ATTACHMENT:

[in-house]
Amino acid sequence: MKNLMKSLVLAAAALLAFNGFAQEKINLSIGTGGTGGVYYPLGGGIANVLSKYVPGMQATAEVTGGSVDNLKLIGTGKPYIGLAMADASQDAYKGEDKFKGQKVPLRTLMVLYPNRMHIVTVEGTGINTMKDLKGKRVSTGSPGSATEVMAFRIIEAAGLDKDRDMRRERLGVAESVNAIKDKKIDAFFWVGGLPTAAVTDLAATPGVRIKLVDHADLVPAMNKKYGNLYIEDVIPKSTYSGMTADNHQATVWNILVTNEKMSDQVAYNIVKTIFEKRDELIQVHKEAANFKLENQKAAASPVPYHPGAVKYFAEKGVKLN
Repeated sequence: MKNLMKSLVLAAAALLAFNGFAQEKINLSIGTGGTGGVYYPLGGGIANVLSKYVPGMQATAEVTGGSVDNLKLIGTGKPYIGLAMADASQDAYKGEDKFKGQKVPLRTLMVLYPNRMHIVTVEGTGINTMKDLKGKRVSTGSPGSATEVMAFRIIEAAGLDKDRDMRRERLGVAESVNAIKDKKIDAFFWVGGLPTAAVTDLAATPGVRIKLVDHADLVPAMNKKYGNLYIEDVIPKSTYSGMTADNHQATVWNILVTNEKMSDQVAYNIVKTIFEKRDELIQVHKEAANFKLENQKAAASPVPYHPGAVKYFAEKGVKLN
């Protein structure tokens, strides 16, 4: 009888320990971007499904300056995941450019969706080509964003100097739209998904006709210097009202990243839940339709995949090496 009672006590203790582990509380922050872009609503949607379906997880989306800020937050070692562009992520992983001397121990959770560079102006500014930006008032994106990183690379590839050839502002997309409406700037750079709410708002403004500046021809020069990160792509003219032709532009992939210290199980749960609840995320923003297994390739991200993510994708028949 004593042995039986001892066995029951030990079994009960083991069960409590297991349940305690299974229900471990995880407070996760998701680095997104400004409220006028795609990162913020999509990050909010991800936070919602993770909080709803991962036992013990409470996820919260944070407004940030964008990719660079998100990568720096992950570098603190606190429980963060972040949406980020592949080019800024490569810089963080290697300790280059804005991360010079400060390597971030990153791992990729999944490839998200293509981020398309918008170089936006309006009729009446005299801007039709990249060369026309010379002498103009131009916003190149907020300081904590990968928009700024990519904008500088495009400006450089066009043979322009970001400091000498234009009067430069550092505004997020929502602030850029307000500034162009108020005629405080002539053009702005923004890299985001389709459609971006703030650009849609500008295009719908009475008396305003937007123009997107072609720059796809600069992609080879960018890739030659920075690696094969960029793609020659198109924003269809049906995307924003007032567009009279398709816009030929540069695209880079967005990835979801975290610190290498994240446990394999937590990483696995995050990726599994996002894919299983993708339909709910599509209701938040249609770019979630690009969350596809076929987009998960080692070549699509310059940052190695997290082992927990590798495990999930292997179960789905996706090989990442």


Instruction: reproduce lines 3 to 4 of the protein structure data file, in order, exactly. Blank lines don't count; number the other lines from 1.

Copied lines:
Repeated sequence: MKNLMKSLVLAAAALLAFNGFAQEKINLSIGTGGTGGVYYPLGGGIANVLSKYVPGMQATAEVTGGSVDNLKLIGTGKPYIGLAMADASQDAYKGEDKFKGQKVPLRTLMVLYPNRMHIVTVEGTGINTMKDLKGKRVSTGSPGSATEVMAFRIIEAAGLDKDRDMRRERLGVAESVNAIKDKKIDAFFWVGGLPTAAVTDLAATPGVRIKLVDHADLVPAMNKKYGNLYIEDVIPKSTYSGMTADNHQATVWNILVTNEKMSDQVAYNIVKTIFEKRDELIQVHKEAANFKLENQKAAASPVPYHPGAVKYFAEKGVKLN
């Protein structure tokens, strides 16, 4: 009888320990971007499904300056995941450019969706080509964003100097739209998904006709210097009202990243839940339709995949090496 009672006590203790582990509380922050872009609503949607379906997880989306800020937050070692562009992520992983001397121990959770560079102006500014930006008032994106990183690379590839050839502002997309409406700037750079709410708002403004500046021809020069990160792509003219032709532009992939210290199980749960609840995320923003297994390739991200993510994708028949 004593042995039986001892066995029951030990079994009960083991069960409590297991349940305690299974229900471990995880407070996760998701680095997104400004409220006028795609990162913020999509990050909010991800936070919602993770909080709803991962036992013990409470996820919260944070407004940030964008990719660079998100990568720096992950570098603190606190429980963060972040949406980020592949080019800024490569810089963080290697300790280059804005991360010079400060390597971030990153791992990729999944490839998200293509981020398309918008170089936006309006009729009446005299801007039709990249060369026309010379002498103009131009916003190149907020300081904590990968928009700024990519904008500088495009400006450089066009043979322009970001400091000498234009009067430069550092505004997020929502602030850029307000500034162009108020005629405080002539053009702005923004890299985001389709459609971006703030650009849609500008295009719908009475008396305003937007123009997107072609720059796809600069992609080879960018890739030659920075690696094969960029793609020659198109924003269809049906995307924003007032567009009279398709816009030929540069695209880079967005990835979801975290610190290498994240446990394999937590990483696995995050990726599994996002894919299983993708339909709910599509209701938040249609770019979630690009969350596809076929987009998960080692070549699509310059940052190695997290082992927990590798495990999930292997179960789905996706090989990442």